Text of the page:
Thursday, 25 February, 2021
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EDITORIAL

Curbing Corruption



No nation can move ahead on the path of prosperity and achieve the overall development objectives without rooting out the scourge of corruption. There is no denying the fact that the economic development process of the developing countries like Nepal will not gather due momentum unless and until corrupt practices are entrenched in the society. Corruption can undermine the entire development efforts as resources allocated for infrastructures and public services are misused. As corruption also weakens the legitimacy of the state, it is essential for all the nations, especially the poorer ones, to deal with such anomalies in a more effective manner. Lately, corruption has appeared to be an issue of key political and economic importance. Many developing nations have been struggling hard to contain corruption through introducing a wide range of strategies such as institutional reforms at the national and sub-national levels.

Bearing in mind the rampant corruption in different fields at various levels, the government has adopted a zero tolerance approach to bribery and corruption. It is worth mentioning that the Commission for the Investigation and Abuse of Authority (CIAA) has achieved remarkable success in the fight against corruption. The anti-grant body was able to file as many as 414 corruption cases at the Special Court last year. It was a record number since its establishment about three decades ago. Despite this, the CIAA has often drawn public criticisms for just focussing on trivial incidents concerning the misuse of resources. It must be able to bring bigger fishes to its net. However, people have pinned much hope on the CIAA that it would leave no stone unturned when it comes to cracking down on corruption and ensuring transparency, accountability and rule of law in the country.

President Bidya Devi Bhandari, while addressing a function organised Wednesday to mark 30th anniversary of the CIAA, asked the anti-corruption body to impartially investigate into the cases of bribery. She added: “If corruption cannot be controlled effectively, the sources and instruments of the nation will be misused which thereby affects the nation’s system.” She also emphasised the need for the government and the general public to have zero tolerance against corruption. She also urged the CIAA to effectively enforce the anti-corruption strategies developed by the government. Meanwhile, Prime Minister KP Sharma Oli called on all the government authorities to make collaborative efforts for combatting corruption efficiently. It is essential for the CIAA and other state apparatuses to work to bring the wrongdoers to justice. They must remain dedicated to this cause. Their endeavours should be based on the universal fact that everyone is equal to the law.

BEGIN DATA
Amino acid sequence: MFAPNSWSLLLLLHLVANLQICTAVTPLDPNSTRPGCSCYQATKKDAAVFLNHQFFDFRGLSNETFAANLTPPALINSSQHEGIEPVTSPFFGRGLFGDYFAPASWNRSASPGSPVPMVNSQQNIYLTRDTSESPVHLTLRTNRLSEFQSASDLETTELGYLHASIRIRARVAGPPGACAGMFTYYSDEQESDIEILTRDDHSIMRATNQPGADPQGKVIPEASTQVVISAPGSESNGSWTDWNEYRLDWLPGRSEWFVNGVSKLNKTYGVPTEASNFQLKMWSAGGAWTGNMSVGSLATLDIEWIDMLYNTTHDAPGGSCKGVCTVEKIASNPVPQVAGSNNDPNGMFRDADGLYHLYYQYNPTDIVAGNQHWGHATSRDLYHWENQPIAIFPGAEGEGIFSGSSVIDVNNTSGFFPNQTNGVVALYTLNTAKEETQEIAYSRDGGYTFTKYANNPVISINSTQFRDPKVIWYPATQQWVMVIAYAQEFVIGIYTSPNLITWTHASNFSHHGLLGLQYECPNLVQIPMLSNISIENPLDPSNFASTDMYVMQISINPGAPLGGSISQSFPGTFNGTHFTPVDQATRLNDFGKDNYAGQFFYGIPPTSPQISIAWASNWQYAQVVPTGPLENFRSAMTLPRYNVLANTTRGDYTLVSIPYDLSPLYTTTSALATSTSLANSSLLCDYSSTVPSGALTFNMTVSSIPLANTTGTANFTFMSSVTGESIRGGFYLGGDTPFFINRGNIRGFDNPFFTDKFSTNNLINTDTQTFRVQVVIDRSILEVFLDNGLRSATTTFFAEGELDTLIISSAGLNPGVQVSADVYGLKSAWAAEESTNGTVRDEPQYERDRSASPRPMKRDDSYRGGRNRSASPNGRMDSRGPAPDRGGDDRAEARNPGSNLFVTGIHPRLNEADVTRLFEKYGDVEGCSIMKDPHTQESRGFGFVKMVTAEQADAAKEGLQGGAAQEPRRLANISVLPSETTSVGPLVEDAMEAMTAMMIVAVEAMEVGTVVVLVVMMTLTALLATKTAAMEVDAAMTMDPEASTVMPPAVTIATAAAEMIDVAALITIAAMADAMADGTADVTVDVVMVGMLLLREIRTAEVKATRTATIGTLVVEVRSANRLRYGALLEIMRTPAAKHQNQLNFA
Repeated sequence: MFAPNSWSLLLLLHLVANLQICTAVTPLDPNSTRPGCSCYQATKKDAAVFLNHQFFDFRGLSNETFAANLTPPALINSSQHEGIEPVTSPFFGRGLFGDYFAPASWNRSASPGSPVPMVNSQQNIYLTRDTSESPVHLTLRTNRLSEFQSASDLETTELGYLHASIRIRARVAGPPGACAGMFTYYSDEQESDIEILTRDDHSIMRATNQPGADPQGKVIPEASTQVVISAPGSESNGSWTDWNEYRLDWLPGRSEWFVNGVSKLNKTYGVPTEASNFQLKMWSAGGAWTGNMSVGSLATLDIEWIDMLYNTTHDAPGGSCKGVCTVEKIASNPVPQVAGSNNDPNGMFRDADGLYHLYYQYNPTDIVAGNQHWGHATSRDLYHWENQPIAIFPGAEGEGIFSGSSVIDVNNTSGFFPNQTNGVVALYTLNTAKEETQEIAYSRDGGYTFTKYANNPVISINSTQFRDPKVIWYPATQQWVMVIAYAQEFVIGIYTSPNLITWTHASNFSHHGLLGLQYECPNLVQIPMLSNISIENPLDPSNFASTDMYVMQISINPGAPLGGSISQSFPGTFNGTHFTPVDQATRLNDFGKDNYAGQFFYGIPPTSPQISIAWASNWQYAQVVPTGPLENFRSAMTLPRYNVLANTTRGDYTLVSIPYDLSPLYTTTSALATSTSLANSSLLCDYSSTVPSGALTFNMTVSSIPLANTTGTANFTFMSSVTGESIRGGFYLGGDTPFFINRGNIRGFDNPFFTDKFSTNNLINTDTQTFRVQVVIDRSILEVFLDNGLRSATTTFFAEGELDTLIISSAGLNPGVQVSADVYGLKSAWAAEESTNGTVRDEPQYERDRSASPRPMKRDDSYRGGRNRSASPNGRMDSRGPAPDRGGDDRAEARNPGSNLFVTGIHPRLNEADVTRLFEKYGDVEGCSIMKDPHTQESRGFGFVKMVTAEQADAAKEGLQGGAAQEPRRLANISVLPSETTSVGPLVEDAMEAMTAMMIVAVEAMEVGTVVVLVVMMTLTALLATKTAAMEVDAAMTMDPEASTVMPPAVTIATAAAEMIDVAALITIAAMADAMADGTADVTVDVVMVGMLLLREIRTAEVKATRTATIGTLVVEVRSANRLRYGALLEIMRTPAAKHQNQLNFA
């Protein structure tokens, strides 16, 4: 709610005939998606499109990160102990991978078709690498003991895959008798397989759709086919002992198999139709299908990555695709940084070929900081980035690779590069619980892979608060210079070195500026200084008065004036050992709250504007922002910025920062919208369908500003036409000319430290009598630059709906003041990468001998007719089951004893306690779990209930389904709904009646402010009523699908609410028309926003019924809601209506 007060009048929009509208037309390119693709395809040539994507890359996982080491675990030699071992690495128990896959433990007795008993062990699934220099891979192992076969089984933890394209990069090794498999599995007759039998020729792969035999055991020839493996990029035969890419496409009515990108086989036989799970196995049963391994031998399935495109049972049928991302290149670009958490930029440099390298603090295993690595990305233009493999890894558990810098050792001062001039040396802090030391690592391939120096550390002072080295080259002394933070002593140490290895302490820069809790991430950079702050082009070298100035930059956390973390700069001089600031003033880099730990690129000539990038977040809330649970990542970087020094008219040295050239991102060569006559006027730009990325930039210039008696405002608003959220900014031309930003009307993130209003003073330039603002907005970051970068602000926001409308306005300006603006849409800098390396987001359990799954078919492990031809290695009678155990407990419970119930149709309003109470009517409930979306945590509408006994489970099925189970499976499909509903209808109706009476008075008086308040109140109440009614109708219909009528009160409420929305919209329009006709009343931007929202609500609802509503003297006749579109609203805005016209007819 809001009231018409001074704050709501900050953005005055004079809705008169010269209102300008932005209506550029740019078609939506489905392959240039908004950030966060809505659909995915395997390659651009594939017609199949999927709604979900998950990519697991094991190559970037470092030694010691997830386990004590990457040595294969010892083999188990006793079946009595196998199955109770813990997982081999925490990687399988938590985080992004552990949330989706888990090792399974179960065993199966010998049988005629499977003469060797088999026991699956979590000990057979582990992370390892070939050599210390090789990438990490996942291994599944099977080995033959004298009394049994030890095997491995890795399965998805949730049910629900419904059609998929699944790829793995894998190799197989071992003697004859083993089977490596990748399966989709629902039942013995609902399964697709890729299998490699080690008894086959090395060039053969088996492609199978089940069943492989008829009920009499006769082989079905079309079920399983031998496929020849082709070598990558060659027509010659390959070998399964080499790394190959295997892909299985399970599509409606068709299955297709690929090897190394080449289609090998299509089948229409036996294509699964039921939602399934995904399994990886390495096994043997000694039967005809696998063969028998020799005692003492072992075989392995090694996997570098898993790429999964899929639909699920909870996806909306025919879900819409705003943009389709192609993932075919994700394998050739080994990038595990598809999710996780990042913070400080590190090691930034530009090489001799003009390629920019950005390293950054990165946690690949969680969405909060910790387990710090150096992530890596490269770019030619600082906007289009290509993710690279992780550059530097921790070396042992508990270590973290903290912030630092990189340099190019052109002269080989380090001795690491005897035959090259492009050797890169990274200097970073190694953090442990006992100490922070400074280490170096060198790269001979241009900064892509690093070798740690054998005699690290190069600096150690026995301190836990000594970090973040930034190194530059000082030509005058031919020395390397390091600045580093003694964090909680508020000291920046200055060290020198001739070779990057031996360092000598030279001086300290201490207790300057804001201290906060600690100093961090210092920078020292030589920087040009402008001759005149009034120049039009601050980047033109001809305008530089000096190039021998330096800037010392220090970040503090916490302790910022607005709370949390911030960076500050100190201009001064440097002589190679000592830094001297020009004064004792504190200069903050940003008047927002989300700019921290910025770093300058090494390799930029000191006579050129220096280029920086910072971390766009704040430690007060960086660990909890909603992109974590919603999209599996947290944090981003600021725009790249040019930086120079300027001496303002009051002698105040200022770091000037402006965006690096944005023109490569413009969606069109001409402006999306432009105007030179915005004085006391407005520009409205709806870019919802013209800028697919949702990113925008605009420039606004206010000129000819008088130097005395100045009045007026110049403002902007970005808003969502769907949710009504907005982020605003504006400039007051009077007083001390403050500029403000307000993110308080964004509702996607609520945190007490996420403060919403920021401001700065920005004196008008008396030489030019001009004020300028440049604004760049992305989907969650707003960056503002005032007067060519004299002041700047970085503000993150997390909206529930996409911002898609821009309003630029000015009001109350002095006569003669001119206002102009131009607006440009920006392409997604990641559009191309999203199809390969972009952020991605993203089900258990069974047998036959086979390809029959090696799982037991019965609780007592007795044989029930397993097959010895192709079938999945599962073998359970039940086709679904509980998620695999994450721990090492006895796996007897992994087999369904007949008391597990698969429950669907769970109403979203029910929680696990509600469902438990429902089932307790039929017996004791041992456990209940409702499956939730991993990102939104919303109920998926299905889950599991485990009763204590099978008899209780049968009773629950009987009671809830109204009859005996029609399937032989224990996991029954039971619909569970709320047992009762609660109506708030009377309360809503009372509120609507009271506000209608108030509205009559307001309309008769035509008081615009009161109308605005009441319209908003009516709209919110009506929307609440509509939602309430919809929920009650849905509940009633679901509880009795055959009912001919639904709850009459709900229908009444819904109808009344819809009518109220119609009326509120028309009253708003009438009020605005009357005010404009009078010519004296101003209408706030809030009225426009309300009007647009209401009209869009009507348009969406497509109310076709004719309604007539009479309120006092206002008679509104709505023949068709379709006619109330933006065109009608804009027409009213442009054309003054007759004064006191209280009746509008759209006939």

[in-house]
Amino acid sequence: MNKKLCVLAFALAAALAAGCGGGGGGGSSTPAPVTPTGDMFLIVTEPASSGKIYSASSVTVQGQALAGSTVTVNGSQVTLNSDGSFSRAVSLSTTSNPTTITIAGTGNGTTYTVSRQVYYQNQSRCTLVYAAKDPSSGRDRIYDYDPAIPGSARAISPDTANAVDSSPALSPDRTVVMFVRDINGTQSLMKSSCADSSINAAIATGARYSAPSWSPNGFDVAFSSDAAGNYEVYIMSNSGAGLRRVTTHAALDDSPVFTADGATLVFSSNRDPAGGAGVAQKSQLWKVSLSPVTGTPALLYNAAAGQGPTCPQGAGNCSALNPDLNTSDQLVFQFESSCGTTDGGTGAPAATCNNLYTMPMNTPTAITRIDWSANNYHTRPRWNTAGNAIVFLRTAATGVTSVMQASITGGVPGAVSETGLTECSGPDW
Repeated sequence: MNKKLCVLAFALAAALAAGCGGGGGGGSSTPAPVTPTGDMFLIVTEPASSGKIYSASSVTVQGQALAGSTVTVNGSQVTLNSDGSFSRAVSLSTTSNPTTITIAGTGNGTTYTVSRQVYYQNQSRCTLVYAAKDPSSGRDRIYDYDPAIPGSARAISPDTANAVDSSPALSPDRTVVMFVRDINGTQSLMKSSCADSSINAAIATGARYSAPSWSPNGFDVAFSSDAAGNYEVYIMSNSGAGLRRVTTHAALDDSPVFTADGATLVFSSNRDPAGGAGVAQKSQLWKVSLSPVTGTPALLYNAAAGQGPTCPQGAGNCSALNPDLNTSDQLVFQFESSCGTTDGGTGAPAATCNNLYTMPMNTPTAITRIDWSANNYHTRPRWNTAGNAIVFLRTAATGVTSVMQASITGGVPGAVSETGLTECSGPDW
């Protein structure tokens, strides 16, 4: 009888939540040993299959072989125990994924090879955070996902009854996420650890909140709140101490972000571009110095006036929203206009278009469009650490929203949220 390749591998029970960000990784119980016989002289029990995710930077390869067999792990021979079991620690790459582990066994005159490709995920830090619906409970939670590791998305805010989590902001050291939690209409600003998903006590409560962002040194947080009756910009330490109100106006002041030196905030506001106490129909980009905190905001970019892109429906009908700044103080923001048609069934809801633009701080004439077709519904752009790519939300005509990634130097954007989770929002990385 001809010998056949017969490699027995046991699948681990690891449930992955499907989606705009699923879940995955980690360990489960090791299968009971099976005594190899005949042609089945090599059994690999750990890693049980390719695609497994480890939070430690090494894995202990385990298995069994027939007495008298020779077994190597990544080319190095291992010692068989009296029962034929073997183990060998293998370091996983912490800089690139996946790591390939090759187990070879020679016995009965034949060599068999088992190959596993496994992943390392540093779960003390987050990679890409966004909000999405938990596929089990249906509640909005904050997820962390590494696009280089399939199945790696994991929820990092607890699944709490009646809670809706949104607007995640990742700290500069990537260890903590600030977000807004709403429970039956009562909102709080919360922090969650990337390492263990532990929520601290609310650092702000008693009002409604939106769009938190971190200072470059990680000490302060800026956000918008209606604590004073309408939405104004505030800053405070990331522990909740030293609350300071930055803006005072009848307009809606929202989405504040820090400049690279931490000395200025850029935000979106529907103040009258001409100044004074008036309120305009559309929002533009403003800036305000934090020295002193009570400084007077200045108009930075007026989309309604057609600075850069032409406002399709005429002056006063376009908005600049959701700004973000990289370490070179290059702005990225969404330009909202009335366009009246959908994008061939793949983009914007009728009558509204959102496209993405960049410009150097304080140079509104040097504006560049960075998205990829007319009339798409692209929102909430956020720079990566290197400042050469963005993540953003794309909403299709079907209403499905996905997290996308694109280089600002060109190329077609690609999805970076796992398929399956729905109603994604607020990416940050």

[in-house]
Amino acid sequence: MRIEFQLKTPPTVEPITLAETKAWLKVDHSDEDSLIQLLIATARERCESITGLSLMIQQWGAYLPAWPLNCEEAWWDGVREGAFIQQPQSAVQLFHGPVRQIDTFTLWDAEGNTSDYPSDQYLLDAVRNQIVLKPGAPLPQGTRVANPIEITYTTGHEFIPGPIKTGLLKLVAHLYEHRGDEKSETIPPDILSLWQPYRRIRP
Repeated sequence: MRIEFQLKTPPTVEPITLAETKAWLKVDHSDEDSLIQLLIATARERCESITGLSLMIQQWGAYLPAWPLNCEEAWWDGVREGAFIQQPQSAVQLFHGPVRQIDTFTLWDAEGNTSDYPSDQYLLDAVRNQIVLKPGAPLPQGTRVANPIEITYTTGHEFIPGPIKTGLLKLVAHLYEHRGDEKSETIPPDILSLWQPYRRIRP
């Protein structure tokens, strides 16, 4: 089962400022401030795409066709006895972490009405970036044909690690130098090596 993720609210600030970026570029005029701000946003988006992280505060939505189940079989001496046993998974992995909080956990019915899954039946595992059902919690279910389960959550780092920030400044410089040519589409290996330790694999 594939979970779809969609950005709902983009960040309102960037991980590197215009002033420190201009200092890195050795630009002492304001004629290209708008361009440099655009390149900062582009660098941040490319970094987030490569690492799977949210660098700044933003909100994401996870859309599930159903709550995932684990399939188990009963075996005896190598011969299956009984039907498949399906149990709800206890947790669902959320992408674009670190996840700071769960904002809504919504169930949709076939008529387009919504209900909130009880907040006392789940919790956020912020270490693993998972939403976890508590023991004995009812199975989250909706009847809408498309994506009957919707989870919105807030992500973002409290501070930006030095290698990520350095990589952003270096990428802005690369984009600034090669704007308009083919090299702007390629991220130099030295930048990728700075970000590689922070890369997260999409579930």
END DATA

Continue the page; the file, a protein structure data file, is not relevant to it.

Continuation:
The CIAA should make sure that only dishonest and corrupt persons fall in its trap. This alone will help enhance public confidence towards the commission. As people can play a vital role in controlling corruption, the CIAA must be able to must public support. It is necessary for the CIAA to demonstrate neutrality and boldness while dealing with corruption. A strong political willpower is also required to contain corruption. The CIAA has an important responsibility to shoulder to make Nepal a corruption-free nation with civilised people. To accomplish this, the commission needs to go a long way. 

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